Or take the meteorite Y-75011:

  • 4.50 +/- 0.05 by
  • 4.52 +/- 0.16 by
  • 4.46 +/- 0.06 by
  • 4.52 +/- 0.33 by[2]

Again using the margins of error, one can reasonably assume that this meteorite is 4.50-4.52 billion years old, which all four data points agree with.

Finally, here is a visual representation of several dating methods on one sample:


The ages of the Fen Complex (A,B) are on two separate dikes within the Fen Complex. Not only are their ages similar, but the direction of magnetization in the rocks is also identical and indicates that Oslo, Norway was located at about 30 degrees south at the time. This is an important consideration. In order to refute the ages, ye-creationists must not only explain how three different isotopic systems (with different decay constants and chemical behavior) all gave the same age and the same magnetic direction. It is also not trivial that the magnetic direction in these rocks indicates that Norway has moved northward following the emplacement
of these rocks.[5][6]

In the first point, I mentioned that "straight line" plots prove consistencies in dating. This is a graph showing the age of rocks as distance from a specific volcano increases (the closer to a volcano a rock is, the younger it is because it was thrown out in a recent eruption) using the dating of the formation of the Hawaiian Islands based upon radiometric dating of lava flows:


It shows a clear linear slope, a strong, direct correlation between the tectonic motion of the Pacific Plate over the Hawaiian hotspot, and the age of the Hawaiian Island chain. It was shown that as samples get further away from a volcano, they get older, and that the line is relatively straight (although some timeframes may have erupted more or less material, showing the small errors).[4]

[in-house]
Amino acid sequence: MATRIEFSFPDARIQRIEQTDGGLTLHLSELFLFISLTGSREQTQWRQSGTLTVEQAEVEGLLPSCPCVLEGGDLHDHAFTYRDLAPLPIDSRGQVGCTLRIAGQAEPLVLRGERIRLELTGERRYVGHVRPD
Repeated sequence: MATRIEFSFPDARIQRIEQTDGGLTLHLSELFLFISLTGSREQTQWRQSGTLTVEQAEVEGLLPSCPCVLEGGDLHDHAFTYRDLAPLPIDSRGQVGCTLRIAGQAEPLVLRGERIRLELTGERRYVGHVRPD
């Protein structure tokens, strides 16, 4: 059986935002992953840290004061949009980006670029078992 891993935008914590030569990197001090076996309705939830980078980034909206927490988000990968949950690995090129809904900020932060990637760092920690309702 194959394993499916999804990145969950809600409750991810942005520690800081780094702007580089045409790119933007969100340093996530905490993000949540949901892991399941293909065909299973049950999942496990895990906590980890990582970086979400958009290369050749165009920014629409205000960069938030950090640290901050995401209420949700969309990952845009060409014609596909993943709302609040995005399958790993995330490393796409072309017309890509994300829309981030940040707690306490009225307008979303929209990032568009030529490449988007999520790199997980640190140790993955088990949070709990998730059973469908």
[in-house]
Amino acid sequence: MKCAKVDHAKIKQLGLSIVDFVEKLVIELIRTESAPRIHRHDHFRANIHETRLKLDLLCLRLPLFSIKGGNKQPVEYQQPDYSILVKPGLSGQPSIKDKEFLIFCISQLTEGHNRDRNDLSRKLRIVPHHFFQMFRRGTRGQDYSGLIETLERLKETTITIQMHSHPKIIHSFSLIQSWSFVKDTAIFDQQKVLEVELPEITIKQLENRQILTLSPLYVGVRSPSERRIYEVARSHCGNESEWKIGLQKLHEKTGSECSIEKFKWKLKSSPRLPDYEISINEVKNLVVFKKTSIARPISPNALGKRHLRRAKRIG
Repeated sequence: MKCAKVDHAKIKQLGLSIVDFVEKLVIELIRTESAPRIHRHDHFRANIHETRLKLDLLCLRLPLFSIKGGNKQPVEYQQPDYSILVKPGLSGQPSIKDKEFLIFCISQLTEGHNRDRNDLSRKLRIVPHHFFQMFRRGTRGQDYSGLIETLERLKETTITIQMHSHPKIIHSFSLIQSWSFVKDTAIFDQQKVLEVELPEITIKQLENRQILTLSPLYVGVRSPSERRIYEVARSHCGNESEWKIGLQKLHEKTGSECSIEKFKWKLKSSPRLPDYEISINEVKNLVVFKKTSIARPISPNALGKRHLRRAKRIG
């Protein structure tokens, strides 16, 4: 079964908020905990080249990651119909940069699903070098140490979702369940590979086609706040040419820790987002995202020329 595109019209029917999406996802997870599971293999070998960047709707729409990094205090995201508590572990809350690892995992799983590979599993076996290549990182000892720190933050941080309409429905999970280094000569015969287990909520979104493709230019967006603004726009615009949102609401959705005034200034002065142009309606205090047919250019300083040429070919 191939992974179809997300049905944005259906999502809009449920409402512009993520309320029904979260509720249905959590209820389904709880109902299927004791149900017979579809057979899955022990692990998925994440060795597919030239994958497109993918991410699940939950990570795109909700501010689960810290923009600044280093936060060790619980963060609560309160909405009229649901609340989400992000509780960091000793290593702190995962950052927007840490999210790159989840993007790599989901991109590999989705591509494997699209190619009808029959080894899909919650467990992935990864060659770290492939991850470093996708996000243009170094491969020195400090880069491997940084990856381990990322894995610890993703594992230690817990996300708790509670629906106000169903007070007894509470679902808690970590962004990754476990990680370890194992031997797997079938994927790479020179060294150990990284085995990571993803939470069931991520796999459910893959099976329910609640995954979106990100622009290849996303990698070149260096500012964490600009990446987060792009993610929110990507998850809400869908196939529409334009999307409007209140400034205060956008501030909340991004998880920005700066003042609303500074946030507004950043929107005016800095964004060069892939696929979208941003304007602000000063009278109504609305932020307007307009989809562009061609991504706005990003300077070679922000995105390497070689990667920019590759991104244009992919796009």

Overall, radioactive dating has produced very reliable, consistent results. However, my opponent does cite one sample which a large discrepancy. However, that study has a potential problem. While most layers of the ground are sorted by age, there is a possibility for overturning. There could have been overturning by faulting or folding, or lava intrusions. There are many examples of this too.[7]

In addition, and more importantly, an instance where a method fails to work does not imply that it does not ever work. The question is not whether there are "undatable" objects, but rather whether or not all objects cannot be dated by a given method. The fact that one wristwatch has failed to keep time properly cannot be used as a justification for discarding all watches. These arguments also fail to address the fact that radiometric dating produces results in line with "evolutionary" expectations about 95% of the time (Dalrymple 1992, personal correspondence). The claim that the methods produce bad results essentially at random does not explain why these "bad results" are so consistently in line with mainstream science. Why is it that five radiometric dating methods agree on the age of one of the Earth's oldest rock formations?[2][8]

Overall, one or two problems in dating should not discredit the whole process.


[6]: McDougall, I. and Harrison, T.M., 1999, Geogchronology and thermochronology by the 40Ar/39Ar method, Oxford University Press, Oxford, pp. 269
[8]: Dalrymple, G. Brent, 1986. Radiometric Dating, Geologic Time, and the Age of the Earth: A Reply to "Scientific" Creationism. U.S. Geological Survey Open-File Report 86-110. pp. 76



Thanks for the response!
This round was reserved for refuting my opponent's (Subutai's) arguments.

What is radioactive dating?